Copenhagen green light for EU ship ETS
Copenhagen, 19th December 2009. The failure of COP15 to progress the issue of GHG emissions from shipping should be seen as a green light for the EU to push ahead with an emissions trading scheme for ships visiting EU ports.
In 1997 the Kyoto Protocol handed responsibility for emissions from international shipping to the UN’s International Maritime Organisation (IMO) but in the 12 years that followed not one single binding measure has been agreed. Emissions from international shipping have grown by more than 85% since 1990, and if left unchecked are projected to double or triple by 2050. Studies show that there is a huge potential for the industry to reduce its emissions but it will not do so on its own and without a financial incentive.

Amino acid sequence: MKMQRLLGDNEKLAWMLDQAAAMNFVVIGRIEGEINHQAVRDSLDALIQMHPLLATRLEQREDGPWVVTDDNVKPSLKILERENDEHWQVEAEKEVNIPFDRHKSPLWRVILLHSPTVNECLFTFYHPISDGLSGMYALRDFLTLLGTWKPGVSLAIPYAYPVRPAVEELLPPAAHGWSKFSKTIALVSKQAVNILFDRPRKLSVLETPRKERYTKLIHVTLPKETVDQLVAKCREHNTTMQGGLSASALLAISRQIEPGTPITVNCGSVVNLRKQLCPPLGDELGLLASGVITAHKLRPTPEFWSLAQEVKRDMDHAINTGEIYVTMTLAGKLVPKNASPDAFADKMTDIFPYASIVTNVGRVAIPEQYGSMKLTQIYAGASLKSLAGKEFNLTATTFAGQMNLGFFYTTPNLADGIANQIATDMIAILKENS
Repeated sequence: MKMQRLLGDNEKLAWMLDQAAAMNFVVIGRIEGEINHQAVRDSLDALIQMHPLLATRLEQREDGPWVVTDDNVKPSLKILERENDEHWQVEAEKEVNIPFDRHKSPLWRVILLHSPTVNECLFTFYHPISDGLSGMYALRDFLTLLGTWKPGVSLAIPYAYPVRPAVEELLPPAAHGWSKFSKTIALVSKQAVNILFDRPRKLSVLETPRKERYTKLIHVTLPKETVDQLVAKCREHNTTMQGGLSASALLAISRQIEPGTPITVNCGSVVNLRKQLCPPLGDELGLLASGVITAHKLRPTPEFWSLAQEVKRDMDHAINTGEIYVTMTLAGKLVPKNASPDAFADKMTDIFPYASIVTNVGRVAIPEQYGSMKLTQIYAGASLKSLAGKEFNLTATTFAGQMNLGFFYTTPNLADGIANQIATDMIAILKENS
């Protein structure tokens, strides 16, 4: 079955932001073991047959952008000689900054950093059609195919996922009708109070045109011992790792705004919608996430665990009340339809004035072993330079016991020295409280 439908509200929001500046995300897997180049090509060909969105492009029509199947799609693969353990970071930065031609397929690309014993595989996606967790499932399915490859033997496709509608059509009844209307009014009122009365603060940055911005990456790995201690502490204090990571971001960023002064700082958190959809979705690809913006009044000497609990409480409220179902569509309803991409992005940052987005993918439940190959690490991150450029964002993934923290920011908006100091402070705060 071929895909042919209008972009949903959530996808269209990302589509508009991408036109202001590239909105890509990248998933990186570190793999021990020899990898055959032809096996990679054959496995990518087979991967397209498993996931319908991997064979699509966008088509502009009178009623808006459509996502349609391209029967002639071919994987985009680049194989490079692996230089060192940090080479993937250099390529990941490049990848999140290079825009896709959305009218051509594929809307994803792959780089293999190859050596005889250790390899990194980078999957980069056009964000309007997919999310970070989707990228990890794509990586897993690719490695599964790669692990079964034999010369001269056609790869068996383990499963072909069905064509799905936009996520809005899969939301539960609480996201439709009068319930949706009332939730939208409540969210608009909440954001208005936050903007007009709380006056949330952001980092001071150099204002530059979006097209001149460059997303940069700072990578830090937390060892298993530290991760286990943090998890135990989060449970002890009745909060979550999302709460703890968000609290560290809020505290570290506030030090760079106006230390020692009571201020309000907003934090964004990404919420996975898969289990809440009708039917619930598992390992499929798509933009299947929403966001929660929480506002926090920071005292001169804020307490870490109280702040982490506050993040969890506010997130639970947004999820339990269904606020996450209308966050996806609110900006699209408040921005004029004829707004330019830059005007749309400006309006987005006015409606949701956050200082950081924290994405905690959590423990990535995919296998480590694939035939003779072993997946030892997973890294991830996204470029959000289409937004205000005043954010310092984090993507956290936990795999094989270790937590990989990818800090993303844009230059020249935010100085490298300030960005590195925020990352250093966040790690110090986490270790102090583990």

It was hoped that the Copenhagen summit would provide guidance to IMO on targets, scope and the use of finance raised by the sector, so that measures for shipping could be fast tracked in 2010. Instead the outcome of the meeting has nothing new to say on these key issues and does nothing to resolve the conflict between the UNFCCC’s principle that only developed states should make emission cuts and the IMO’s traditional approach of treating all ships equally.
Global measures agreed through the UNFCCC or IMO are preferable to avoid carbon leakage and maintain a level playing field for the industry, but future work on global measures at IMO is now likely to be hindered by the same disputes that have held up progress for the last 12 years.
The failure in Copenhagen makes it clear that the only way to address this fast growing source of emissions in the short-term is via regional measures, and the EU should now get on with its plans for including shipping in an EU emissions trading scheme.
Photograph by Robert van Waandern/Avaaz.org